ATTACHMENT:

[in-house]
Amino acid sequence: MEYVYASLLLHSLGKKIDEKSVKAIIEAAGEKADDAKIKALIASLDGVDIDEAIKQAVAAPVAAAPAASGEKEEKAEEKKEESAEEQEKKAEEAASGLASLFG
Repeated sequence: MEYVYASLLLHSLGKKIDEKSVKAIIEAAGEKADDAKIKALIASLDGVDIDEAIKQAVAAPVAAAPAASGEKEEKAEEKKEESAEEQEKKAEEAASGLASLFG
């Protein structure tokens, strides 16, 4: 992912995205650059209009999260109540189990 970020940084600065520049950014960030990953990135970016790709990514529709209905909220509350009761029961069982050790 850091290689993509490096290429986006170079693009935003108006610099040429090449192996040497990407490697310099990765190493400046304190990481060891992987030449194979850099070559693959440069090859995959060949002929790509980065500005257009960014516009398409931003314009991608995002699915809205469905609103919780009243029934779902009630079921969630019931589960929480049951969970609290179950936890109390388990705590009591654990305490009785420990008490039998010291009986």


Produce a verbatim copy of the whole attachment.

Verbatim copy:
[in-house]
Amino acid sequence: MEYVYASLLLHSLGKKIDEKSVKAIIEAAGEKADDAKIKALIASLDGVDIDEAIKQAVAAPVAAAPAASGEKEEKAEEKKEESAEEQEKKAEEAASGLASLFG
Repeated sequence: MEYVYASLLLHSLGKKIDEKSVKAIIEAAGEKADDAKIKALIASLDGVDIDEAIKQAVAAPVAAAPAASGEKEEKAEEKKEESAEEQEKKAEEAASGLASLFG
């Protein structure tokens, strides 16, 4: 992912995205650059209009999260109540189990 970020940084600065520049950014960030990953990135970016790709990514529709209905909220509350009761029961069982050790 850091290689993509490096290429986006170079693009935003108006610099040429090449192996040497990407490697310099990765190493400046304190990481060891992987030449194979850099070559693959440069090859995959060949002929790509980065500005257009960014516009398409931003314009991608995002699915809205469905609103919780009243029934779902009630079921969630019931589960929480049951969970609290179950936890109390388990705590009591654990305490009785420990008490039998010291009986």